AMHERST, Mass. – The Graduate School at the University of Massachusetts Amherst conferred more than 1,700 doctoral and master’s degrees this morning at a Commencement ceremony that drew more than 1,000 graduates, along with approximately 3,000 family members and friends, to the William D. Mullins Memorial Center.
A total of 310 doctoral degrees, 1,432 master’s degrees and 47 educational specialist degrees were awarded to graduates of 75 degree programs. Degree recipients represented more than 60 countries and ranged in age from 22 to 69.
Acknowledging the “unique lens” through which each student encounters and engages the complex challenges demanded by the pursuit of an advanced degree, Chancellor Kumble R. Subbaswamy praised the collective accomplishments of this year’s graduate class.
“Together, you share an understanding amongst yourselves of the commitment and self-discipline that was required to successfully bring you here today,” said Subbaswamy. “And while you each pursued your own academic focus, you all have a common appreciation for the excitement that comes from following one’s own intellectual interest.”
“This complement between individual intellectual exploration and the mutual appreciation shared among the academic community is a rewarding experience, and it gives me great pleasure to know you are now part of it.”
John J. McCarthy, vice provost for graduate education and dean of the Graduate School, echoed that assessment by recognizing the positive effect of mentors on their students and identifying effective mentorship as an essential component of a healthy society.
“When you first arrived on campus, it may have been your mentor who helped you navigate the transition to graduate school,” said McCarthy. “Later, when you were attempting to shape a promising research paper into a publishable article or were exploring a thesis or dissertation topic, it was your mentor who perceptively questioned some of your fundamental intellectual assumptions and helped you arrive at new insights that became central to your scholarly development…You have arrived at this transformative moment not only because of your own merit but also because your mentors have been at your side for a long time prior to this moment—nurturing, demanding and supporting your academic, professional, and personal growth.”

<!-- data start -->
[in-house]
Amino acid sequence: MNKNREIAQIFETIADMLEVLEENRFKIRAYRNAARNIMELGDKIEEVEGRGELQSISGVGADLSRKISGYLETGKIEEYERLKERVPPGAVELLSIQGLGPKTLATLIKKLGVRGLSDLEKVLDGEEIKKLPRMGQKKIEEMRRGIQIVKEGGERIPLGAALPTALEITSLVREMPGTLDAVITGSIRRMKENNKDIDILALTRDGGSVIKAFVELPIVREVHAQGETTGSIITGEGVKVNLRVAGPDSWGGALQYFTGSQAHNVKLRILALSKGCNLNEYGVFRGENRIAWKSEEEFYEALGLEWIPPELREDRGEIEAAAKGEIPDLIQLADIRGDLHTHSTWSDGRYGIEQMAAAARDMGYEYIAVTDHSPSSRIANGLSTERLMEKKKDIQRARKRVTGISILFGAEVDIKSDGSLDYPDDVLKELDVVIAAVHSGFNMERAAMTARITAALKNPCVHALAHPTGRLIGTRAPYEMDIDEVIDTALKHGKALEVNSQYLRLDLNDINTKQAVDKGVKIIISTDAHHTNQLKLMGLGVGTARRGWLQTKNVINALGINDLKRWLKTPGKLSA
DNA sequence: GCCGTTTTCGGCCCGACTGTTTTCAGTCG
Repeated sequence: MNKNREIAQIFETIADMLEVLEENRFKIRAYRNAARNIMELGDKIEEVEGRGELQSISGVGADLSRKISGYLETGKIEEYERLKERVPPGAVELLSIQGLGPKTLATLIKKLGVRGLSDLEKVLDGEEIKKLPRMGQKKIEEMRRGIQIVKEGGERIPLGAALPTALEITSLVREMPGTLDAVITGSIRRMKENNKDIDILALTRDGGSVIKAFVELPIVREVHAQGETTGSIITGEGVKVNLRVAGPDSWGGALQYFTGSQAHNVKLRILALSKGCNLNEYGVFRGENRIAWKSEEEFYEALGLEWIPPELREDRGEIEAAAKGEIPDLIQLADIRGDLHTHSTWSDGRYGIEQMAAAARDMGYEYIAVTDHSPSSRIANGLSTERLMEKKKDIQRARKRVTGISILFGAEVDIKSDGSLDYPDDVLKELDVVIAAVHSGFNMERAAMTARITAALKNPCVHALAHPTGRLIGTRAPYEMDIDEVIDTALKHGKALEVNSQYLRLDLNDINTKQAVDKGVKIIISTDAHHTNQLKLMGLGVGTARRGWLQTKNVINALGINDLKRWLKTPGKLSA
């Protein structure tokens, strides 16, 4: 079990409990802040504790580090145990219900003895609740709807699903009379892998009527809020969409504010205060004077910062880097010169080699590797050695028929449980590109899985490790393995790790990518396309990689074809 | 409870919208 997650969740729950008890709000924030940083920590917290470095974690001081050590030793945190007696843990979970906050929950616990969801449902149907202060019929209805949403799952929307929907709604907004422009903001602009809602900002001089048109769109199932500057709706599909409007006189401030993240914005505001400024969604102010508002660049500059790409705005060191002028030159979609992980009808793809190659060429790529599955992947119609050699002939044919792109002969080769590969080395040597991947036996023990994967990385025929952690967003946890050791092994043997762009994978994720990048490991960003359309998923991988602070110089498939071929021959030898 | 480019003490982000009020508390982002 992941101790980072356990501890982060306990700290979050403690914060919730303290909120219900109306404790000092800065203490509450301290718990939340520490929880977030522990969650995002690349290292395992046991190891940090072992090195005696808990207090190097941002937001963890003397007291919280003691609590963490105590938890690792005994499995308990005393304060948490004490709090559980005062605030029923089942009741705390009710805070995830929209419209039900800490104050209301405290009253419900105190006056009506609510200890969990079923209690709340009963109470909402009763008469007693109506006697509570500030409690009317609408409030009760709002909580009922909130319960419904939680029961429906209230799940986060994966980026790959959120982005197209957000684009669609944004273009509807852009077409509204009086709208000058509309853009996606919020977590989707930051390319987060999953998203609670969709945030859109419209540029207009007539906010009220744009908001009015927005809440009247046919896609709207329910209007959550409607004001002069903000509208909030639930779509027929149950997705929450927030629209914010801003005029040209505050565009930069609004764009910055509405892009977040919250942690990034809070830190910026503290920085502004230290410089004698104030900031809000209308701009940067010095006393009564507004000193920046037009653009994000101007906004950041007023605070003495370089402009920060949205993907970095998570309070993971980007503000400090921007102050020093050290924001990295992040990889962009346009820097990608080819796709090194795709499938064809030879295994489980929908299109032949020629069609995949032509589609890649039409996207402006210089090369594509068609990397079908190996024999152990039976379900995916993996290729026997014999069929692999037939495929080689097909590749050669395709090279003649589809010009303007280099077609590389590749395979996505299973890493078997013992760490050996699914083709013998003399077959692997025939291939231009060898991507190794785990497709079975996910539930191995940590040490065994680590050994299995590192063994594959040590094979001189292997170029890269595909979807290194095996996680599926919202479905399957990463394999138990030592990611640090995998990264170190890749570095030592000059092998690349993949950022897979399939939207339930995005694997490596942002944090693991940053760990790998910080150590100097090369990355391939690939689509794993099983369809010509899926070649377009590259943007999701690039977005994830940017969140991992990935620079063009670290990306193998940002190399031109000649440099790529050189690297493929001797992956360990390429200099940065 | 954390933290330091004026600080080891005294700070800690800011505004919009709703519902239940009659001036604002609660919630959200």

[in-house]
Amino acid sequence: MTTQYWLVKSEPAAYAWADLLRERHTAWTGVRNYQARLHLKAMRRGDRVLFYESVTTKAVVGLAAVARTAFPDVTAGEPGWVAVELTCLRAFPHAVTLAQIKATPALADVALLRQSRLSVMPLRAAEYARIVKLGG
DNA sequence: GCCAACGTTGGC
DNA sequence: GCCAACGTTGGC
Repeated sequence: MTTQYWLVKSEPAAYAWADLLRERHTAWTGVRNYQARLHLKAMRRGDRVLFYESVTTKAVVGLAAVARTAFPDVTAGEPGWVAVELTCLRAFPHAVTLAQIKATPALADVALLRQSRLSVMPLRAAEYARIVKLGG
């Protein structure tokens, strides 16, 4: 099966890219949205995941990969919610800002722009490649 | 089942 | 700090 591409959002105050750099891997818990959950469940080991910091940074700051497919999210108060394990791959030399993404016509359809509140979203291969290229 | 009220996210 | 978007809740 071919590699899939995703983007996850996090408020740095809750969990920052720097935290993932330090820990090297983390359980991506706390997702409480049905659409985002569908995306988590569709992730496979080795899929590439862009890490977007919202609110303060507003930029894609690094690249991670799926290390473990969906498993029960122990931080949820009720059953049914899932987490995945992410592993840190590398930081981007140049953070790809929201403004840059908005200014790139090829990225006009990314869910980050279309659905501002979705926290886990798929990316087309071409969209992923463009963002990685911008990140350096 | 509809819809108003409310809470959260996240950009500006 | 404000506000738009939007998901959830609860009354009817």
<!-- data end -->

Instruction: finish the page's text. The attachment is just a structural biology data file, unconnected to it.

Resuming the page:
Looking to the future, McCarthy advised graduates to honor the debt they owe to their mentors by becoming committed, effective mentors themselves. “By guiding aspiring scholars and professionals to realize their potential, you will ensure that society benefits from new generations of intellectual and creative talent and acknowledge the enduring influence of your mentors,” he said. “You will also extend the tradition of effective mentorship that defines UMass Amherst as a great institution of higher learning.”
Katherine S. Newman, who addressed the degree recipients for the first time in her role as provost and senior vice chancellor for academic affairs, advised that her own experience at the University of California, Berkeley taught her the wisdom of honoring mentors without blindly following their advice.
“Walk to the beat of your own drummer,” she said. “In some ways, your degree is a license to disrupt.”
Distinguished Graduate Mentor Awards went to professor of nutrition Elena Carbone; Kathleen Lugosch, founding director of the master’s program in architecture and design; and professor of chemistry Dhandapani Venkataraman. The Distinguished Graduate Staff Award went to Beth Barry of the labor studies program and sociology department.
Distinguished Graduate Student Teaching Awards were presented to Una Tanovic of comparative literature and Kyla Walters of the sociology department.